2016 Recap: 79-82, 3rd in the NL East. The Marlins were frisky during most of the 2016 season and were buyers at the trade deadline for the first time in a long time. The team fell off in early September just before tragedy struck when super ace Jose Fernandez passed away just before the season ended. The loss of Fernandez on the field is obvious, but I still think it will take awhile for a team to get over something like that. I’m really worried about Miami this season.
Significant Additions: C AJ Ellis, RHP Edinson Volquez, RHP Dan Straily, RHP Brad Ziegler, RHP Junichi Tazawa, LHP Jeff Locke
Significant Subtractions: RHP Fernando Rodney, RHP Andrew Cashner
Projected Lineup and Breakdown:
- 2B Dee Gordon
- LF Marcell Ozuna
- CF Christian Yelich
- RF Giancarlo Stanton
- 1B Justin Bour
- C JT Realmuto
- 3B Derek Dietrich
- SS Adeiny Hechavarria
On paper this is a lineup that should be able to score runs. Unfortunately for the Marlins we do not play this game on paper and Miami finished 13th out of 15 teams in the N.L. in runs scored due in large part to injuries and suspensions to key players. Dee Gordon was suspended for PED’s and Giancarlo Stanton missed over 30 games for the fourth time in the last five seasons and the Marlins lineup had no chance when the two of them were out of the lineup. The Marlins did get career seasons from both Marcell Ozuna and Christian Yelich as they have the looks of a very good young outfield for many years to come. After those top four hitters it gets a little dicey, JT Realmuto has emerged as one of the better hitting catchers in the league after hitting .303 last season, but the Marlins backstop offers league average at best power. Justin Bour is someone who is maddening for Marlins fans as he has become unplayable against lefties. Bour has 39 career home runs, zero of which have come against left handed pitching. If Bour cannot figure out how to at least contribute something against southpaws the Marlins should and probably will start looking elsewhere.
Projected Rotation, Bullpen, and Breakdown:
- LHP Wei-Yin Chen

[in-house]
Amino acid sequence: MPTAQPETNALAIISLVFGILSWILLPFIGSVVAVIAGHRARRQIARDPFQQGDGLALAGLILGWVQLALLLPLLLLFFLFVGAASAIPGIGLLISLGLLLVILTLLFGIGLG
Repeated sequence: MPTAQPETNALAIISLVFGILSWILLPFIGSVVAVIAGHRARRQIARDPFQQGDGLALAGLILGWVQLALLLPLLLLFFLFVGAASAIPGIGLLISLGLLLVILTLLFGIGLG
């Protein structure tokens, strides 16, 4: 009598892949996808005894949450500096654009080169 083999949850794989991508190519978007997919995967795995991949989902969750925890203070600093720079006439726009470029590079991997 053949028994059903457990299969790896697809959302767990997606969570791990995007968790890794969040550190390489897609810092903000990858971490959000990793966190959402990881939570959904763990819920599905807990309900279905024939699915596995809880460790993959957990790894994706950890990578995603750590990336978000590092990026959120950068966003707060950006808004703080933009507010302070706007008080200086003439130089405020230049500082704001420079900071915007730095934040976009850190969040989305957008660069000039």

- RHP Edinson Volquez
- LHP Adam Conley
- RHP Dan Straily
- RHP Tom Koehler
- RHP AJ Ramos – Closer
- RHP Brad Ziegler
- RHP Junichi Tazawa
- RHP Kyle Barraclough
- RHP David Phelps
There’s really not a lot to see here. It hurts me to say that because it’s not entirely Marlins management’s fault, but this pitching staff is the definition of mediocrity. Three (Volquez, Chen, Koehler) of their projected starters are 30 or older and have very little upside. Although there is reason to believe Wei-Yin Chen can at least return to the mid 3’s ERA he posted in Baltimore after he dealt with injury and some possible bad luck as opposing hitters hit over .300 on balls in play in 2016 after having a .290 BABIP during his career in hitter friendly Camden Yards Chen could benefit from some positive regression. Dan Straily had a nice season in Cincy last season but could be due for some negative regression after he was able to post a respectable 3.76 ERA despite giving up a league high 31 home runs. It’s possible Straily and Chen end up essentially canceling each other out. This bullpen has the potential to be the strength of this team with veterans Ziegler and Tazawa join an already solid group led by 26 year old Kyle Barraclough (yes his name is pronounced bear-a-claw and that might be the best thing about this Miami team) who struck out 113 batters in 72.2 innings. Not having an established lefty reliever could end up limiting this group’s upside, but it should still be one of the better unit’s in the National League.